This is the English translation of the translation, into Italian, of a French speech that Enrico Mattei (1906-1962) held in Tunisia in 1960 while negotiating an agreement in his function as the 1953 founder and director of Italy’s Ente Nazionale Idrocarburi (ENI)—a conglomerate that managed Italy’s energy needs and led Italy’s energy foreign policy, pleasing many citizens but displeasing some high-ranking officials.
Already in the 1950s Mattei openly supported independence movements, also French Algeria’s. Moreover, he was a sharp Western critic of the world’s dominant oil companies, British Petroleum (until 1954, Anglo-Iranian Oil Company), Royal Dutch Shell, and the five US firms Standard Oil Company of California, Gulf Oil, Texaco, Standard Oil Company of New Jersey, and Standard Oil Company of New York, who in various combinations enjoyed oil monopolies in Saudi Arabia, Iran, and Iraq. He talked of Anglo-Saxon oil imperialism and in the 1950s coined the moniker the “Seven Sisters”—after the seven Pleiades sisters of Greek mythology—for those companies, leaving out the Compagnie Française des Pétroles that formed part of Iran’s and Iraq’s consortium, too. Unable to break into these two consortia or into the Saudi one, he succeeded to circumvent the Iranian one, which had been midwifed by the US government a year after the 1953 CIA-led coup d’Etat against Prime Minister Muhammad Musaddiq, who in 1951 had nationalized Iran’s oil.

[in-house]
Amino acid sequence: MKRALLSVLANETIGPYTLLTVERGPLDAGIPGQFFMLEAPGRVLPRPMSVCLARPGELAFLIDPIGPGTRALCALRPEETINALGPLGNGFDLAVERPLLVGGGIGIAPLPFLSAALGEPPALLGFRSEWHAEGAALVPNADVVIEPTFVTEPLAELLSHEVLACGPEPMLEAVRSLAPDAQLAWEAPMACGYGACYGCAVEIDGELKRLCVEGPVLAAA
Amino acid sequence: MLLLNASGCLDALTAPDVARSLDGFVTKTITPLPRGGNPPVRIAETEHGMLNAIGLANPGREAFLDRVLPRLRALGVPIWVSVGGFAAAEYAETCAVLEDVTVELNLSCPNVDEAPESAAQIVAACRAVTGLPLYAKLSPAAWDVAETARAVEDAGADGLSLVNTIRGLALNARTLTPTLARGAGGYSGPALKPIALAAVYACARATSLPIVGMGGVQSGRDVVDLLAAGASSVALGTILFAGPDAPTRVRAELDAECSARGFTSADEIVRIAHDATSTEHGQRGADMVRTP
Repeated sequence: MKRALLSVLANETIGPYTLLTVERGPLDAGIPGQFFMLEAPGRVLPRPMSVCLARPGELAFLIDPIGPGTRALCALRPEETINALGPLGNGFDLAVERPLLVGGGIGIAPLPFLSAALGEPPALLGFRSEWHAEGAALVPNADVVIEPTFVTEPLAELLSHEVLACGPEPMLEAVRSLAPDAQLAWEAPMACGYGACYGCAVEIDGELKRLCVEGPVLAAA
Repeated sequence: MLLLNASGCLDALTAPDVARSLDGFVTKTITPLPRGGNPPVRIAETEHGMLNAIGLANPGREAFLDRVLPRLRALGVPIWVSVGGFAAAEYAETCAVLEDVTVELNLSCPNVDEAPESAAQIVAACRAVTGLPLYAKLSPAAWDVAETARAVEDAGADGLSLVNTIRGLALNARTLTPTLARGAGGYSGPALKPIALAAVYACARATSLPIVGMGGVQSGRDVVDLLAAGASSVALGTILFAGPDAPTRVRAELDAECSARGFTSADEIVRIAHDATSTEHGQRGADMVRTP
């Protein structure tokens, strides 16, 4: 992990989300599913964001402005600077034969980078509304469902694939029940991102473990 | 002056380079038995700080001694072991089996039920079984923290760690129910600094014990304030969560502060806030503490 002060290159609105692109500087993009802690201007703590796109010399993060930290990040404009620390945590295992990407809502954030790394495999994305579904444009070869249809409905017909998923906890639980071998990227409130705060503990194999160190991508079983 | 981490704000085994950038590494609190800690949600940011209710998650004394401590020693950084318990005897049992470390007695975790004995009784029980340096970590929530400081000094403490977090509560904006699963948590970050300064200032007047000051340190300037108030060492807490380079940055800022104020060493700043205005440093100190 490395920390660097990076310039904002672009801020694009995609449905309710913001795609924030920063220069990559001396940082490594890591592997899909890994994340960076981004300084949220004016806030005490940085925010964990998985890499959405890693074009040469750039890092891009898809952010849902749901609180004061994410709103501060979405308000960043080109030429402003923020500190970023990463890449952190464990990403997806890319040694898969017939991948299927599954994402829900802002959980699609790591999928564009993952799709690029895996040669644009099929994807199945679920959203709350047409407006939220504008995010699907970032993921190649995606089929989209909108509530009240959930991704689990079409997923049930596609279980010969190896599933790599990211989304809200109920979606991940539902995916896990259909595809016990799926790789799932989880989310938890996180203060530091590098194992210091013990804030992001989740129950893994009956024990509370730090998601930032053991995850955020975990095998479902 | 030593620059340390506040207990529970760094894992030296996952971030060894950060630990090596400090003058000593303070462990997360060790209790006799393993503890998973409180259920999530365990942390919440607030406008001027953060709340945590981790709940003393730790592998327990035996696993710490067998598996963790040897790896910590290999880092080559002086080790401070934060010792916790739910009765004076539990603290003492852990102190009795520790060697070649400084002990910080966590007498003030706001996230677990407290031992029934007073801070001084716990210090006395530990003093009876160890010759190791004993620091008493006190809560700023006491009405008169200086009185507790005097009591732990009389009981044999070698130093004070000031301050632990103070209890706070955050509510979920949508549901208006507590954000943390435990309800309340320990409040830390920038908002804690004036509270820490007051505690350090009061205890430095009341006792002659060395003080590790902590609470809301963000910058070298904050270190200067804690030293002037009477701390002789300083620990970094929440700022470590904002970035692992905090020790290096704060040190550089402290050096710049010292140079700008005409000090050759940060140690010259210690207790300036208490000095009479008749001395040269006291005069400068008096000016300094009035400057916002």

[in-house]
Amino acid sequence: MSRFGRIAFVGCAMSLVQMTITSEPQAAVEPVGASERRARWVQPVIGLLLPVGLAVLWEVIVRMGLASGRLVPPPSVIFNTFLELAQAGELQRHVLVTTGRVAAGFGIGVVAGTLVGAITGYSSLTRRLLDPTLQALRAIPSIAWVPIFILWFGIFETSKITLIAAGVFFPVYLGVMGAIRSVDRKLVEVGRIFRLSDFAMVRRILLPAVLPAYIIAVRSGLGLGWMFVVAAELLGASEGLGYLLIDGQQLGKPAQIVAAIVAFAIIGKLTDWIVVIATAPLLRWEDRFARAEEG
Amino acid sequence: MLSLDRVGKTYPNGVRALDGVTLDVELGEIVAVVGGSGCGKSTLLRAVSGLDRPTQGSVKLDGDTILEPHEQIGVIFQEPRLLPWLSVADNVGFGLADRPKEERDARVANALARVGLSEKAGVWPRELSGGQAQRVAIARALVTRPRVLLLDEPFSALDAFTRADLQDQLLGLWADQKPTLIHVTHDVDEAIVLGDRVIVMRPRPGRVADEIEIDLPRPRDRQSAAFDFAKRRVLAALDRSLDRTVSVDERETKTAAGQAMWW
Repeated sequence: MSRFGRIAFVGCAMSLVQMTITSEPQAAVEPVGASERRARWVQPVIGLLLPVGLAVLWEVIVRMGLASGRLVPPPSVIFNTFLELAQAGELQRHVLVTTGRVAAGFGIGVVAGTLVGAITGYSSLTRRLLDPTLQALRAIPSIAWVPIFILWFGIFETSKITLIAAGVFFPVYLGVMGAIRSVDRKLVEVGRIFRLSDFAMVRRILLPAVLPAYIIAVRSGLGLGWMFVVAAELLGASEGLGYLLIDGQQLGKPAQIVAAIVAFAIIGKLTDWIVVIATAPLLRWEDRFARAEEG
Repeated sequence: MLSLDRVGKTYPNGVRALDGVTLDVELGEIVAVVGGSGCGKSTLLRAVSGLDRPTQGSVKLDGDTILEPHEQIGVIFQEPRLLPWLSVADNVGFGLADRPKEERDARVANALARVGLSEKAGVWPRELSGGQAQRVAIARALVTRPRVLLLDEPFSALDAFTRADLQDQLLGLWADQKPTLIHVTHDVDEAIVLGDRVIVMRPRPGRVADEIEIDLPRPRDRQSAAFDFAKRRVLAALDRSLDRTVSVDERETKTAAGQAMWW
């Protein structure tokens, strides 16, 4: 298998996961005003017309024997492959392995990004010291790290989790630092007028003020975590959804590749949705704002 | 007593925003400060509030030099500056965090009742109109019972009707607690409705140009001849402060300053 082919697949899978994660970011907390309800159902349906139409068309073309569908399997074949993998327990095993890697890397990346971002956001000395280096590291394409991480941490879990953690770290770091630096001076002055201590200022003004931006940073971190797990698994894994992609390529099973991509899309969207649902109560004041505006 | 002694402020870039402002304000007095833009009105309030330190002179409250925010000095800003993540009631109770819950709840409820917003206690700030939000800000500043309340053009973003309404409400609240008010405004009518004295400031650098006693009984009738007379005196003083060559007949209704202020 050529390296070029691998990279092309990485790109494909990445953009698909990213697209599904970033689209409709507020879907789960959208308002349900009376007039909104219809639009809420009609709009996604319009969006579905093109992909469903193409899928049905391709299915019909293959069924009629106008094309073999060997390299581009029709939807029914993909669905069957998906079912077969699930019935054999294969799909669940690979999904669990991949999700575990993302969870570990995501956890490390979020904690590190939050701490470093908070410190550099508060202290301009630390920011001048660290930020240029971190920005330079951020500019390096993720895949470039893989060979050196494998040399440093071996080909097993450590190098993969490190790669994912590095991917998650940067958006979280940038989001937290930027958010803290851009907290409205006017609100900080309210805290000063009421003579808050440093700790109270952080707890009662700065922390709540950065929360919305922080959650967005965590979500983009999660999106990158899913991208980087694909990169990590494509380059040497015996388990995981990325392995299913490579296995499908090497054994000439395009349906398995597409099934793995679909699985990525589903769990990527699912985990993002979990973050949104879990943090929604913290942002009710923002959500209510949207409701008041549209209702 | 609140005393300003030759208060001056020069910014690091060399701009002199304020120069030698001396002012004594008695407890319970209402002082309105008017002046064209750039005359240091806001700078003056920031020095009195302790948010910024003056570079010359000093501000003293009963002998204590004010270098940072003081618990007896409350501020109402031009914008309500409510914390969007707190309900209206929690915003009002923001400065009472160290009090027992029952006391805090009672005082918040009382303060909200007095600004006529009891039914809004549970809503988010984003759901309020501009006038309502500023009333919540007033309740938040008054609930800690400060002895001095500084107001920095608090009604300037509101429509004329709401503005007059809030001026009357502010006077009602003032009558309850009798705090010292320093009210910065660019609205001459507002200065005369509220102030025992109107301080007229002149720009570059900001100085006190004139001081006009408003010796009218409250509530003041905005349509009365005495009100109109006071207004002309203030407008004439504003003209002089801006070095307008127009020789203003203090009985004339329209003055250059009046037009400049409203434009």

In 1957 Mattei and Iran’s monarch, Muhammad Reza Shah Pahlavi (1919-1980; r. 1941-1979), cut a deal whose profit terms—75-percent for Iran, 25-percent for ENI—undercut the Iranian consortium’s 50-50 terms. The US government did not oppose the deal, hoping it would buoy the shah’s popularity and hence stabilize a Cold War client bordering the Soviet Union. When in 1959 Mattei signed an oil deal with the Soviet Union, he again shocked the consortia and now also Washington: for dealing with the Soviets, and because they sold oil for less than the consortia. (This deal was a contributing factor to a price cut by the large US companies in July 1960, which angered oil producing countries and triggered the birth, in September, of the Organization of the Petroleum Producing Countries, or OPEC, a project discussed from 1959 by Arabs including the Saudi Abdallah al-Tariqi.) In 1958 and 1960, Mattei negotiated deals inter alia with two minor Arab oil producers, Morocco and Tunisia, respectively. Moreover, he entertained contacts with the Algerian Front de Libération Nationale. In 1962 he died in an airplane crash that in 1997 was ruled to have been caused by a bomb—perpetrators unknown.